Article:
Like many programmatic technologies, header bidding is a tool everyone agrees is a hot topic but few fully understand it. The ability of header bidding to drive competition and fill rates has won the hearts of publishers — over 50% are currently using it — but buyers are still unsure what makes the technology great and where it fits into the industry’s future.
To answer these questions, OpenX gathered together a range of digital experts at this year’s Cannes Lions festival for a discussion looking at the what, why, and how of header bidding. With participants from Quantcast, Symmachia Alliance, CBS and MediaVest, the event was a feast of programmatic insight. Here are the key takeaways:
Why header bidding matters for buyers
Header bidding is a method of ad trading where publishers insert a piece of code into their browser that allows them to simultaneously offer inventory to multiple demand sources, before calling their ad server. This maximises scale and yield for publishers — in fact Jason White, Vice President of Programmatic Revenue at CBS, noted that it increases yield by 30-50% — but it has benefits for buyers too.
By generating a bid request for each individual impression, header bidding also provides buyers with a complete view of all publisher inventory. This not only helps advertisers to understand exactly what is on offer, but also enables them to choose the ad space that will reach their ideal audience, improving targeting accuracy and engagement.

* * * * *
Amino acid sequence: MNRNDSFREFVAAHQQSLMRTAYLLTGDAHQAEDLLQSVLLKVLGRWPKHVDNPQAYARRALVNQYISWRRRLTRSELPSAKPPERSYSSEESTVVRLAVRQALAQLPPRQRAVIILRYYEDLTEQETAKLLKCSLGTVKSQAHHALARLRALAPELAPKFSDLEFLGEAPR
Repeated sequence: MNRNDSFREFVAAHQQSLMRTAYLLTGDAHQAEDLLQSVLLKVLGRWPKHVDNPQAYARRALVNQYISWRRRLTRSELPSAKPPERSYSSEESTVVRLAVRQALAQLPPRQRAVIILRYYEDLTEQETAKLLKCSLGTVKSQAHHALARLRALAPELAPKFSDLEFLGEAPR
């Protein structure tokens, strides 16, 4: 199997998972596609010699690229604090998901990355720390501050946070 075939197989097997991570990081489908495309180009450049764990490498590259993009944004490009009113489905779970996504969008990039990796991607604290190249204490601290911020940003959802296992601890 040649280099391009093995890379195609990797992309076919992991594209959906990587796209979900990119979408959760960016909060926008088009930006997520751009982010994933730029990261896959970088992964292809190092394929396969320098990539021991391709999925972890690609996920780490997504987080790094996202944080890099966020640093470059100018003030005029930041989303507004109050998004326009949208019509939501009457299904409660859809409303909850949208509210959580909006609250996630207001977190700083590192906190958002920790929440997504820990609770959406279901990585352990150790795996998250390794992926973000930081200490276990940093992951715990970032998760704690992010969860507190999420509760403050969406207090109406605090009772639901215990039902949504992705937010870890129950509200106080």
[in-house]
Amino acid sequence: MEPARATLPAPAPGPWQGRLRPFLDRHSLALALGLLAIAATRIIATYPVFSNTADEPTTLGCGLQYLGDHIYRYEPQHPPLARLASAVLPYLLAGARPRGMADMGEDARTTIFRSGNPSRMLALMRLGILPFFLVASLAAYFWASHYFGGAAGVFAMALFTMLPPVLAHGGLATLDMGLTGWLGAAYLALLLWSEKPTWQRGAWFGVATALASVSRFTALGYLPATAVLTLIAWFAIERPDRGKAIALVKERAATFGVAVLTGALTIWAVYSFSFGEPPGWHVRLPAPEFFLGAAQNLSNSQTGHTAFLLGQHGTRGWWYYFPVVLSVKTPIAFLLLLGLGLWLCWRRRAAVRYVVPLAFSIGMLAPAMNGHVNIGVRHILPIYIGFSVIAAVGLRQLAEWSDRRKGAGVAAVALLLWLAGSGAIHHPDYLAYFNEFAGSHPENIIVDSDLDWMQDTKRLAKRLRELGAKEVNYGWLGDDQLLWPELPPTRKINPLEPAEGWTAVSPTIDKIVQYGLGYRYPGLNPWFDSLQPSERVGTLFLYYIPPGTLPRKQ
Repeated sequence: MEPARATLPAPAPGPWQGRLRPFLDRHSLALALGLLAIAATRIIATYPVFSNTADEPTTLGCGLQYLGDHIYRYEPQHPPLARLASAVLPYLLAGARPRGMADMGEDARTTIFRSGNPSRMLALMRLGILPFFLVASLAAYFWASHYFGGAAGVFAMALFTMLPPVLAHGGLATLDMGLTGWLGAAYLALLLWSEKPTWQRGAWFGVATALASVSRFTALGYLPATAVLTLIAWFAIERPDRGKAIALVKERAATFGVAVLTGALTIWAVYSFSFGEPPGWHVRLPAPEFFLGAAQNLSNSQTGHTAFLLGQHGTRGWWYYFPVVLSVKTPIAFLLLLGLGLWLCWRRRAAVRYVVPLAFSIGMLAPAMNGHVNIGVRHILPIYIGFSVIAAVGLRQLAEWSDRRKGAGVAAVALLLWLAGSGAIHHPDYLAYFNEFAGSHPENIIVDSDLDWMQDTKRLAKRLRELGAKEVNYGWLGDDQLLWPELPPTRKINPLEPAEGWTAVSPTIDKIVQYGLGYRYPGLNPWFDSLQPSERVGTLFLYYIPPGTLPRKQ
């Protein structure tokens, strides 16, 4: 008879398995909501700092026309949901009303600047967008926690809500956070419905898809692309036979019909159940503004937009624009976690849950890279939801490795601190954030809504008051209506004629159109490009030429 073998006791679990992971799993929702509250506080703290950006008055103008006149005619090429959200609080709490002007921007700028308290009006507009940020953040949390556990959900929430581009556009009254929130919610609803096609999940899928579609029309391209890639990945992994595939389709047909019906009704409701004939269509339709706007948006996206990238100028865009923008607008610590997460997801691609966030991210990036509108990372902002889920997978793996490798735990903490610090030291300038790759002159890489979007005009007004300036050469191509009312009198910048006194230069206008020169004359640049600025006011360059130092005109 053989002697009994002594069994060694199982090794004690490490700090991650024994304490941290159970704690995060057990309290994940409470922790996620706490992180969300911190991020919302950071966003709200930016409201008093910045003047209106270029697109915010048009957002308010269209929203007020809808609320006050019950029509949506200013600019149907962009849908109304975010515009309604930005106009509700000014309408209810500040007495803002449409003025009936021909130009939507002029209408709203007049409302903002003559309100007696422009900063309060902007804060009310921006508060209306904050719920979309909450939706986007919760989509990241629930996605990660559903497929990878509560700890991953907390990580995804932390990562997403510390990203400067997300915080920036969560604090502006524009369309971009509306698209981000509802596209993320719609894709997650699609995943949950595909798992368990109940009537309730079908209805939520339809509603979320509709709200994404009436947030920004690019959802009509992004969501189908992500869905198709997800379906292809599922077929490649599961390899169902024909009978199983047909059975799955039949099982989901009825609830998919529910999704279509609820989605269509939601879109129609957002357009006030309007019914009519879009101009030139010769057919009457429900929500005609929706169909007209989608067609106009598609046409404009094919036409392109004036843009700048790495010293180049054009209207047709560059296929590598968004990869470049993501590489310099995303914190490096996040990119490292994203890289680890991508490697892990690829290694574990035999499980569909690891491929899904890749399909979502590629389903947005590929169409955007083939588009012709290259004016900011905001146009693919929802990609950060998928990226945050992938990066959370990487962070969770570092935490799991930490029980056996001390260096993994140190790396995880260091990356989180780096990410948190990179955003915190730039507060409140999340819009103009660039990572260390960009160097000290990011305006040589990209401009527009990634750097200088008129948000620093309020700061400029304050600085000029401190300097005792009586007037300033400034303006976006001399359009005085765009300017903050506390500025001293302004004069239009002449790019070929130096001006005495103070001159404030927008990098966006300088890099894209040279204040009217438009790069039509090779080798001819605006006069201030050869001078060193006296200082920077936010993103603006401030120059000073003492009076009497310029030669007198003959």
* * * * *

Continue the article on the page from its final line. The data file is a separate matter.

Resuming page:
Facing header bidding challenges
The tool is not, however, without its challenges – the most prominent being the potentially negative impact on viewability. If publishers use too many header tags at once they may unwittingly create latency issues, causing page load-times to increase and driving users to leave pages before ads have a chance to be seen. Yet the good news is that there are a variety of effective solutions to this problem.
For Adrian D’Souza, Vice President of Global Operations at Quantcast, the best method was to simply “reduce latency by setting multiple header tags to fire asynchronously”, thus ensuring pages are not overloaded. Others felt the right move was to embrace new methods such as header bidding containers.
The technology, which condenses multiple header bidding tags into one manageable tag, has already been through several phases of development. Starting out as a browser-side solution that was prone to latency, as a result of container weight or insufficient network speeds, it has now shifted to the server-side. A pioneering new technique, this approach moves trading activity from the user’s browser to the container’s server, speeding up the ad call system and minimising the risk of latency. Not only does it provide greater stability, but it also sends all bids to the ad server —ensuring ultimate transparency for publishers and advertisers.
What’s next for digital advertising?
With the capabilities of header bidding moving apace, it is hardly surprising that the panel’s core prediction for the digital road ahead was greater adoption of the tool. In particular, the specialists felt the ability of server-side bidding to address latency would encourage more buyers to embrace the technology, thereby amplifying its reach and extending the range of ad formats covered to include mobile and video.
But they had one final word of warning for buyers — although header bidding can provide more choice and clarity for advertisers than ever before, to realise its full benefits they must enhance their understanding and invest in the right platform. With header bidding usage about to skyrocket, preparation will be crucial to success.